There, on the curb just in front of my friend's house, and holding her beribboned baby doll, stood a beautiful little girl of about seven years. She was dressed in a deep green hooded cloak which just covered a pair of shiny black boots. Twenty or so feet from this child stood a young woman of capacious build who carried that particular air of Christmas Matron so much so that I was truly astonished by her appearance, which was made complete with holly attached to her mauve coat as ribbons would be for other women. I reckoned that the child belonged in some cherished way to this comely woman, and that they together must have been out Christmas shopping, and for some reason indiscernible to me at that time, that they had stopped, perhaps to rest, and the woman had walked a little way up the street from the girl, maybe to see if she could locate a bus. No! Think not that this precious child had been abandoned, for she had not! A sturdy Seeing-Eye dog stood loyal at her side, and I marveled at his tame ferocity and sure ability, I knew, to protect the babe in any way that he might be called upon to do so.

Because of my surreptitious position, I could also but look up and plainly see my friend Fergus, and when I did so, after having taken in the enchanting familial view from my angle, I turned my head away, embarrassed at myself for such spiritual boldness. For what I observed as I peered into his window brought a great well of tears up from my own hidden depths, and before I could keep them at bay, they raced out with an awful sound positioned somewhere between the stirring wail of the Islamic muezzin and the croak of a sickly jackdaw. Notwithstanding my ridiculous self-inflicted situation, before I ran back down the alley and many yards past the rear entrance to Fergus' home, I, too, was blessed with the supernal vision which had apparently so touched his heart.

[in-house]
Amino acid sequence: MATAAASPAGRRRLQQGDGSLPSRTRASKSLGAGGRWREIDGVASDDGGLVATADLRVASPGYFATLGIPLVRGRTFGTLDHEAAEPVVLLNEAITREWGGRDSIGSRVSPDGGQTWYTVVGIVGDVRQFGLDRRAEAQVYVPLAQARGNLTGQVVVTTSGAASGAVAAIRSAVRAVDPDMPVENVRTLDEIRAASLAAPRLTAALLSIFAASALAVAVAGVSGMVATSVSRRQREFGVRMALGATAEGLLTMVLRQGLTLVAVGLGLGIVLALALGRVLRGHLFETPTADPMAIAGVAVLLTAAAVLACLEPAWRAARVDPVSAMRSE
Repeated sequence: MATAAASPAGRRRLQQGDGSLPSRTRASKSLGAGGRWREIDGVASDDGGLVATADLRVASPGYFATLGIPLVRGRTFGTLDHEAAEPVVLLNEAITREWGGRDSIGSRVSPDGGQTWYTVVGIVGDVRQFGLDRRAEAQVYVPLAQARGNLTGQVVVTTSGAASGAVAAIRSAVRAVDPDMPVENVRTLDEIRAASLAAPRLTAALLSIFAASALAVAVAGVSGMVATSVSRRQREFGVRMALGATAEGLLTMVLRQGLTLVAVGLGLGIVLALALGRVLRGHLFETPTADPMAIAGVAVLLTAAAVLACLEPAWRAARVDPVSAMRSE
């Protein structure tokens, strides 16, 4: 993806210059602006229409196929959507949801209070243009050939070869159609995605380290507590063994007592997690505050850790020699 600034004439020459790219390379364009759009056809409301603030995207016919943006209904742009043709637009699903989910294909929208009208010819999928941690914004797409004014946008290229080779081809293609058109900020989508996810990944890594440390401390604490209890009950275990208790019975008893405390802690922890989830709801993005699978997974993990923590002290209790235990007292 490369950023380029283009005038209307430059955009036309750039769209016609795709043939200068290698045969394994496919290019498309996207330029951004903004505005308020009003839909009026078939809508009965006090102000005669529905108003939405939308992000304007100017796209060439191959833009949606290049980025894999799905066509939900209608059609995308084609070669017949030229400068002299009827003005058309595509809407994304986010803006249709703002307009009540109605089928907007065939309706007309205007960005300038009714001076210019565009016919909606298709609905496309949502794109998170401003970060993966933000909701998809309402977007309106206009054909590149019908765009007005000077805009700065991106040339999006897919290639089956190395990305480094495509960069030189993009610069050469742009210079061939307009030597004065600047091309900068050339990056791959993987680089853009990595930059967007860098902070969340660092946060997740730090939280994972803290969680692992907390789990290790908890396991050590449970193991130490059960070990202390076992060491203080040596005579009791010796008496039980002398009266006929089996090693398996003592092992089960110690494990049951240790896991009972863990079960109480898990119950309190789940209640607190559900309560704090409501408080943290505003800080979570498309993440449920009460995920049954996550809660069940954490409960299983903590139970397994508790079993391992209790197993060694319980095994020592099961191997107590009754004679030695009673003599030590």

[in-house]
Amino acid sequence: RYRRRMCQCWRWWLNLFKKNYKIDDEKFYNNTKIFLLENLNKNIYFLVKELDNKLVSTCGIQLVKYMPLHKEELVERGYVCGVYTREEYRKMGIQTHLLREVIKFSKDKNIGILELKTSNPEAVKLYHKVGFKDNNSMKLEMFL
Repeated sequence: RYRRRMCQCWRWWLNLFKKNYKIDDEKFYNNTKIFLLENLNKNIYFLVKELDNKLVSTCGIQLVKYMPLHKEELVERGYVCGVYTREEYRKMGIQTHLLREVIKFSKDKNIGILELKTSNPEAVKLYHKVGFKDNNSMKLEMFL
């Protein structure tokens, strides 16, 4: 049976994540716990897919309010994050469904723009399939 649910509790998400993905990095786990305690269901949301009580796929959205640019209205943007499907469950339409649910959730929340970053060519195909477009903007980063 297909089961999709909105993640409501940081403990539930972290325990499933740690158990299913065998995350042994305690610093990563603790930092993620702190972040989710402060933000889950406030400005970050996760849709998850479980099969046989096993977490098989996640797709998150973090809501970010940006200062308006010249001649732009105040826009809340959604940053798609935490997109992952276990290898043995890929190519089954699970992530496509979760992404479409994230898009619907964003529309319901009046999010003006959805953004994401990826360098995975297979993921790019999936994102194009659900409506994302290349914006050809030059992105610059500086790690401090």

The child, obviously noticing my feral sob, turned away from my friend and full face to me, and in the  trusting way of those blind from birth, gazed out with her large blue eyes into a distant cosmos, this innocent stare of hers accompanied by the sweetest of undying smiles and that gentle swaying of the head side to side which, undoubtedly, is in some way a quickened latent ability with those dear persons of us challenged in this specific way; an amazing aptitude to discern things of significance... for a canine, loving as it may be, can only do so much for the benighted soul.

When I had somewhat collected myself in the recesses of the alleyway, I snuck back up to the main thoroughfare with its wonderful wreathed lampposts and its decorated shop windows. There I was surprised by Ms. Ivy Caruthers and Ms. Susanna Smithwick, both hailing from Stoneybatter and both dear and ebullient friends in our rather considerable circle. In retrospect, I would have certainly been much more taken aback by the showy Christmas felinity of these delectable ladies all dressed up in their sumptuous fur-lined attire had I not been yet deeply impressed by that which had just occurred with our friend Fergus and the little girl who, and I believe most certainly shall, and for the fervent prayer of one righteous man, bring great light into the world.

Oh, would that we all might be blessed with just one such devoted spirit praying for each of us; beseeching from that swirling, dynamic depth of which no person, save One, has ever truly fathomed!